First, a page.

By JOEL CUTHBERT
OBSERVER Lifestyles Correspondent
Education is the key.
OBSERVER Photo by Joel Cuthbert
Retired Silver Creek Elementary School teacher Shirley Drozdiel (left) and Elementary Principal Scott Rudnicki (right) stand on either side of a plaque dedicated to the memory of Drozdiel’s father, Felipe E. Carrasquillo. The plaque, which reads “Education is the key,” hangs on the stairwell in the Silver Creek Elementary School lobby and commemorates Carrasquillo’s life-long pursuit of learning.
Retired Silver Creek Elementary School teacher Shirley Drozdiel said those are the words her late-father, Felipe E. Carrasquillo, lived by. And now, those same words - made inspirational by Carrasquillo's legacy - adorn the lobby at Silver Creek Elementary and serve as a constant reminder to students of the power of education.
"The type of man he was is the kind of thing I want our students to emulate, the character traits and values they should have," Elementary Principal Scott Rudnicki said.
"And so it's really a centerpiece of our lobby now," he added, referring to an embroidered American flag and inscribed plaque dedicated to Carrasquillo's memory and displayed for students to see as they enter the building each morning.
The flag was given to the school by Drozdiel in honor of her father - a man with a voracious appetite for learning - and accepted by the SCCS Board of Education this past June. Both flag and plaque bear the words he exemplified in life: Education is the key.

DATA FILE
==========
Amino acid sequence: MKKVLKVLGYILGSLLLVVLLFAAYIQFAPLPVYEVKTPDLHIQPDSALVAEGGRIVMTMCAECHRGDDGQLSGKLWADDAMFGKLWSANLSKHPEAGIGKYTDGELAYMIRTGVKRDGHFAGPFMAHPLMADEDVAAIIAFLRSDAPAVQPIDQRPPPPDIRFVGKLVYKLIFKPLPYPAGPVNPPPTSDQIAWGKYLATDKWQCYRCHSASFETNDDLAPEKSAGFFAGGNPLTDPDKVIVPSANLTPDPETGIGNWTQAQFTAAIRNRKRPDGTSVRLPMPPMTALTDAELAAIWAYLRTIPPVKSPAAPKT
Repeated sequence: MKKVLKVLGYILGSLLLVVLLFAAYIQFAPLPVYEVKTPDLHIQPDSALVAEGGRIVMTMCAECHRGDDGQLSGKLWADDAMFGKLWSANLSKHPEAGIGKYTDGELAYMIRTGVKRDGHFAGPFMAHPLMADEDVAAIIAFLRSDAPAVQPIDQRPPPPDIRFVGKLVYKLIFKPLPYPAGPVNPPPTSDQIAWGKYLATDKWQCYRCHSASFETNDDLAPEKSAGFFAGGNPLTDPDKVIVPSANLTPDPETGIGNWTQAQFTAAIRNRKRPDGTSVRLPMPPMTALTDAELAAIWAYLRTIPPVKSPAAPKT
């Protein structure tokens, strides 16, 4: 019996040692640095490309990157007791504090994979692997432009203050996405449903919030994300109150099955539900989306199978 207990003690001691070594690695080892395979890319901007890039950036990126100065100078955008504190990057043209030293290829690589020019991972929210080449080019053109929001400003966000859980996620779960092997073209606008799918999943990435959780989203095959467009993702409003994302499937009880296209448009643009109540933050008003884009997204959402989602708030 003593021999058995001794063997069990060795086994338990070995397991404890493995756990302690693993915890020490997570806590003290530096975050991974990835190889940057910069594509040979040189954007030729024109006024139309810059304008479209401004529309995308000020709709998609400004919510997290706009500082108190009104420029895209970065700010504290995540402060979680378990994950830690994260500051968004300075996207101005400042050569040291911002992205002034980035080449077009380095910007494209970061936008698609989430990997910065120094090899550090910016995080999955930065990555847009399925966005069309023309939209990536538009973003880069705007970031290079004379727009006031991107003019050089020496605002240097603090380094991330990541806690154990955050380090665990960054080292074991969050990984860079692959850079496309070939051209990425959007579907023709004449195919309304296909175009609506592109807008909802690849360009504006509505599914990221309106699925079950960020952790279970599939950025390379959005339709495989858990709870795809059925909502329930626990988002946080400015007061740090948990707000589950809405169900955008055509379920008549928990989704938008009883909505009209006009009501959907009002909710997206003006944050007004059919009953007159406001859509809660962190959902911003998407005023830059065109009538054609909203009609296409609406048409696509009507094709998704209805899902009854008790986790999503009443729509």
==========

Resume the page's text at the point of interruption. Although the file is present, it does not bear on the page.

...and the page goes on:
"I thought what better place for the flag to be than in a place of education, because he valued it so highly," Drozdiel explained.
Presented to Carrasquillo's family by the United States Department of Veteran's Affairs at his passing in 1989 in recognition of his military service, the flag has been hanging in the lobby at Silver Creek Elementary for years. At the June school board meeting, however, Drozdiel officially donated the flag and shared the story of her father's life.
Despite humble beginnings and childhood tragedy, through the Great Depression and a World War, while supporting his sisters and later a wife and children of his own, Carrasquillo used education as a way of improving his life and providing a better life for his family.
He was born on a farm in Puerto Rico in 1907, one of six children and the only boy, to "a very, very poor family," Drozdiel said. His father died when he was only four and his mother when he was 16, leaving him to support his sisters.
But even at such a young age and facing such overwhelming responsibility, Carrasquillo's mother had already cultivated in him a strong commitment to education.
He would sit beside his mother doing lessons while she worked in the field, Drozdiel said. And if he hadn't studied enough and gave a wrong answer, she continued, his mother would bop him on the head with his primer and scold him for not trying hard enough.
"His mother instilled in him and in all of his sisters that education was very important," Drozdiel explained - that education was the key.
This drive to learn saw Carrasquillo through college to an undergraduate degree in political science in 1929. But it was his early education which ultimately saw him and his sisters through the Great Depression, when a lack of work forced Carrasquillo to use his seventh-grade woodshop skills to pick up odd jobs as a handyman.